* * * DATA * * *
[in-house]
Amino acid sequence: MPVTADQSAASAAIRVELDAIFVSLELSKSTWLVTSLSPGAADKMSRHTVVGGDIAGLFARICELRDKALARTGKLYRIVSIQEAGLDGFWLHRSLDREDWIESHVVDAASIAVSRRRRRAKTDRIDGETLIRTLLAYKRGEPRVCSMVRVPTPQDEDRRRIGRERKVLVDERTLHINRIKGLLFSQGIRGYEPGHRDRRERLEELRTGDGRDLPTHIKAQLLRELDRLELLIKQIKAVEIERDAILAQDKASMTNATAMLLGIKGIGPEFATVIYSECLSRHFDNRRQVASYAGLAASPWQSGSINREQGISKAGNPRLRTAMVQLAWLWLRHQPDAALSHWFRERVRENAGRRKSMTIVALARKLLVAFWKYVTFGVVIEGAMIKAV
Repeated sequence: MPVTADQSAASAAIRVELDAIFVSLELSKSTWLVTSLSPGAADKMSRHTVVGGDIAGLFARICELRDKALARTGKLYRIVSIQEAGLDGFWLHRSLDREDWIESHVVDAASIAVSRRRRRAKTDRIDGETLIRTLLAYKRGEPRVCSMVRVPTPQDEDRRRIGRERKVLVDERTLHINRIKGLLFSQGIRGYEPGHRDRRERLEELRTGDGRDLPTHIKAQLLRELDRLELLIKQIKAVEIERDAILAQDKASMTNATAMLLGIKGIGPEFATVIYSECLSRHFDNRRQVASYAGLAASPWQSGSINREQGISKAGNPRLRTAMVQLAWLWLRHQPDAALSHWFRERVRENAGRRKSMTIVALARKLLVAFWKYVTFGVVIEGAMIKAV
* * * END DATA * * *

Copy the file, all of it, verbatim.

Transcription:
[in-house]
Amino acid sequence: MPVTADQSAASAAIRVELDAIFVSLELSKSTWLVTSLSPGAADKMSRHTVVGGDIAGLFARICELRDKALARTGKLYRIVSIQEAGLDGFWLHRSLDREDWIESHVVDAASIAVSRRRRRAKTDRIDGETLIRTLLAYKRGEPRVCSMVRVPTPQDEDRRRIGRERKVLVDERTLHINRIKGLLFSQGIRGYEPGHRDRRERLEELRTGDGRDLPTHIKAQLLRELDRLELLIKQIKAVEIERDAILAQDKASMTNATAMLLGIKGIGPEFATVIYSECLSRHFDNRRQVASYAGLAASPWQSGSINREQGISKAGNPRLRTAMVQLAWLWLRHQPDAALSHWFRERVRENAGRRKSMTIVALARKLLVAFWKYVTFGVVIEGAMIKAV
Repeated sequence: MPVTADQSAASAAIRVELDAIFVSLELSKSTWLVTSLSPGAADKMSRHTVVGGDIAGLFARICELRDKALARTGKLYRIVSIQEAGLDGFWLHRSLDREDWIESHVVDAASIAVSRRRRRAKTDRIDGETLIRTLLAYKRGEPRVCSMVRVPTPQDEDRRRIGRERKVLVDERTLHINRIKGLLFSQGIRGYEPGHRDRRERLEELRTGDGRDLPTHIKAQLLRELDRLELLIKQIKAVEIERDAILAQDKASMTNATAMLLGIKGIGPEFATVIYSECLSRHFDNRRQVASYAGLAASPWQSGSINREQGISKAGNPRLRTAMVQLAWLWLRHQPDAALSHWFRERVRENAGRRKSMTIVALARKLLVAFWKYVTFGVVIEGAMIKAV